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  Section: Plant Nutrition » Macronutrients » Phosphorus
 
 
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Visual Symptoms of Deficiency and Excess

 
     
 
Content
Introduction
  Historical Information
  Phosphorus Functions in Plants
  Nature and Transformations of Soil Phosphorus
Diagnosing Phosphorus Deficiency
  Visual Symptoms of Deficiency and Excess
  Tissue Testing for Phosphorus
  Soil Testing for Phosphorus
Factors Affecting Management of Phosphorus Fertilization
  Crop Response to Phosphorus
  Soil Water
  Soil Temperature
  Sources of Phosphorus
  Timing of Application of Phosphorus Fertilizers
  Placement of Phosphorus Fertilizers
  Foliar-Applied Phosphorus Fertilization
  Fertilization in Irrigation Water
References
 

Phosphorus deficiency suppresses or delays growth and maturity. Although phosphorus- deficient plants are generally stunted in appearance, they seldom exhibit the conspicuous foliar symptoms characteristic of some of the other nutrient deficiencies. Furthermore, appreciable overlap often occurs with the symptoms of other nutrient deficiencies. Plant stems or leaves are sometimes dark green, often developing red and purple colors. However, when weather is cool purpling of leaves can also be associated with nitrogen deficiency, as is often observed in Brassica species, or with phosphorus deficiency.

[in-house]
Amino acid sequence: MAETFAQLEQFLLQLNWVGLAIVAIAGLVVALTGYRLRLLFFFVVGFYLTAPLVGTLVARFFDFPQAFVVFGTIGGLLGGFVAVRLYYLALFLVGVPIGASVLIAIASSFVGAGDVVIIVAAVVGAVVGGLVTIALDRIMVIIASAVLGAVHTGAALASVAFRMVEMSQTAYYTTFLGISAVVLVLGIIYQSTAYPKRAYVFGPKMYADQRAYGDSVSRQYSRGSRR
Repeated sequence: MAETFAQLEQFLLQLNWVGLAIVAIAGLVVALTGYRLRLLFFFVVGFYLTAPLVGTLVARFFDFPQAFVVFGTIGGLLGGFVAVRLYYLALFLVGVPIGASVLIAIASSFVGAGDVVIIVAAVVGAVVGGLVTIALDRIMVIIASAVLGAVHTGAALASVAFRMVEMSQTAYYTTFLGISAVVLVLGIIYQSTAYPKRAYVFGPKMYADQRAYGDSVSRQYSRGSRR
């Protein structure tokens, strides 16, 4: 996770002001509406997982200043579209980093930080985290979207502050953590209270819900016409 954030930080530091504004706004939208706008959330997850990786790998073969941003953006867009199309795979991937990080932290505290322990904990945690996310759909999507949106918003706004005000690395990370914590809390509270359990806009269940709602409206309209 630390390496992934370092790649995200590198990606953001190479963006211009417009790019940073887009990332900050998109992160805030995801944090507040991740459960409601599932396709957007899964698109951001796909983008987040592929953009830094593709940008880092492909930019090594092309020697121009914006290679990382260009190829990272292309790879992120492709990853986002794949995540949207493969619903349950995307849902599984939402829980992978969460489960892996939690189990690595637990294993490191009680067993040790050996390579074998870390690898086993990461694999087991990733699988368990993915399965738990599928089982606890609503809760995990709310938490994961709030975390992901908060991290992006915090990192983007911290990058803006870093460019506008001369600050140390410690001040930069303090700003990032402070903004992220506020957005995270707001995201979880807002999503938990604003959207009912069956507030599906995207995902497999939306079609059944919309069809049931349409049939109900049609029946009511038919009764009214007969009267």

Plants stunted by phosphorus deficiency often have small, dark-green leaves and short and slender stems. Sustained phosphorus deficiency will probably produce smaller-sized fruit and limited harvestable vegetable mass. Because phosphorus is mobile in plants, it is translocated readily from old to young leaves as deficiency occurs, and chlorosis and necrosis on older leaves is sometimes observed. Readers are referred to tables of phosphorus deficiency symptoms specific to individual crops and compiled by other authors (40–43).

Most soils readily buffer phosphorus additions, and phosphorus is seldom present in the soil solution at levels that cause direct toxicity. Perhaps the most common symptoms of phosphorus excess are phosphate-induced micronutrient deficiencies, particularly Zn or Cu deficiencies (43,44).

 
     
 
 
     



     
 
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